Ah, yes, he understands most of us don’t write for the money. We can, of course, dream and work toward achievable goals. If money were my sole goal, then I probably would’ve stopped writing a long time ago.  

What motivates you most to write?

Out now: How I Found the Write Path, compiled by Carrie Butler and PK Hrezo. This is a compilation of letters to our past selves, sharing the secrets of the writing trade. With over sixty authors around the world contributing to the book, it’s well worth the read. I have the honour of my letter being included as well. So go grab yourself a free copy today.

Amazon Kindle, Barnes & Noble Nook, Kobo, iTunes, Smashwords, Txtr, Scribd

The IWSG Guide to Publishing and Beyond
Once again I’d like to thank everyone who has already sent in their submission for the book. If you haven’t already sent in anything, then your deadline is October 2nd. You can find the details here.

Important note: In the interests of copyright laws, we request you don’t use any direct quotes from other published writers unless you know without doubt it's in the public domain eg Shakespeare.

So far we’ve received a lot of submissions on writing, which is fantastic, but we’d also love to see more entries on publishing and marketing so we get a good balance for the book.

Monday, September 15, 2014

Is Self-Publishing for You? And Secrets of Honor

Today I'm over at the IWSG Website with an article about whether or not self-publishing is for you. Please pop on over. I'd love to see you there.

Today is the official Secrets of Honor release day. Yay, Carol!

By the end of a long evening working as a special set of eyes for the presidential security detail, all Kat Marengo wants is to kick off her shoes and stash two not-really-stolen rings in a secure spot. Plus, maybe sleep with Dave Krizak. No, make that definitely sleep with Dave Krizak. The next morning, she wishes her new top priorities were so simple.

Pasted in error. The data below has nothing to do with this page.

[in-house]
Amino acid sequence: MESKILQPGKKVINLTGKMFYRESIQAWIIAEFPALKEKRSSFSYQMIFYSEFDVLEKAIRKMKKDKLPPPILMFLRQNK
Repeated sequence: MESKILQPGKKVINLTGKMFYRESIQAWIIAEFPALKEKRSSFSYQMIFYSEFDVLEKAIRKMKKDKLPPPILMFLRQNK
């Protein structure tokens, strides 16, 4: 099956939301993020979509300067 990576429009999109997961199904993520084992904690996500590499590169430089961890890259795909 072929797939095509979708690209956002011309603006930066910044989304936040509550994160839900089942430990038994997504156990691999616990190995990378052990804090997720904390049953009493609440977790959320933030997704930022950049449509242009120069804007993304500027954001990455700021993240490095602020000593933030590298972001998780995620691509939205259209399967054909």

As an operative for a covert agency buried in the depths of the Department of Homeland Security, Kat is asked to participate in a matter of life or death—locate a kidnapped girl believed to be held in Corpus Christi, Texas. Since the person doing the asking is the wife of the president and the girl is the daughter of the first lady’s dearest friend, it’s hard to say no.

Kat and Dave quickly learn the real stakes are higher than they or the first lady believed and will require more than any of them bargained for.

The kicker? They have twenty-four hours to find the girl—or the matter of life or death will become more than a possibility.

Available on Kindle and Paperback
Thanks to Mark Noce and Sittie for the Versatile Blogger Award. As part of accepting the award, I'm supposed to share 7 things about myself: I love God, garlic, friendship, my gorgeous husband, story writing, reading, and sunlight. 

Congrats to Mark for his two book deal as well!! How awesome is that?!

A note about the IWSG Guide to Publishing and Beyond: We've already received some fabulous submissions. Keep 'em coming! Your deadline is October 2nd. I'd like to encourage every member of the group to consider contributing to the book, even if you aren't currently published yet. What better way to get started?

Don't forget to pop on over to the IWSG Website.

Wednesday, September 3, 2014

An Exciting IWSG Announcement

It's the IWSG Anniversary! Yay us!

Today marks three years since the very first IWSG post. Next month marks one year since the IWSG site and Facebook group opened. And we’d like you to help us celebrate!
The IWSG Team is putting together an eBook that will benefit all writers: The IWSG Guide to Publishing and Beyond. And we invite all IWSG members, Facebook members, and followers to contribute.

The details:
The three topics will be writing, publishing, and marketing.

Each contribution needs to be between 200 and 1000 words. Focus on one of those three aspects and give us your best tip or procedure. The essay can include bullet points, top ten lists, and recommendations. (Websites, software, books, etc.)

You can either post it for your October 1 IWSG post or email it directly. TheIWSG[at] or alexjcavanaugh[at] (Since the length can go over the standard IWSG post length.) Include a one sentence byline and a link to your site. Also state that you give us permission to use it in the book and which topic it falls under. (We will only edit for misspellings and grammar mistakes.)

All submissions need to be sent or posted by October 2, 2014. We will compile them into an eBook and aim for an early December release. The book will be free and available for all eReaders.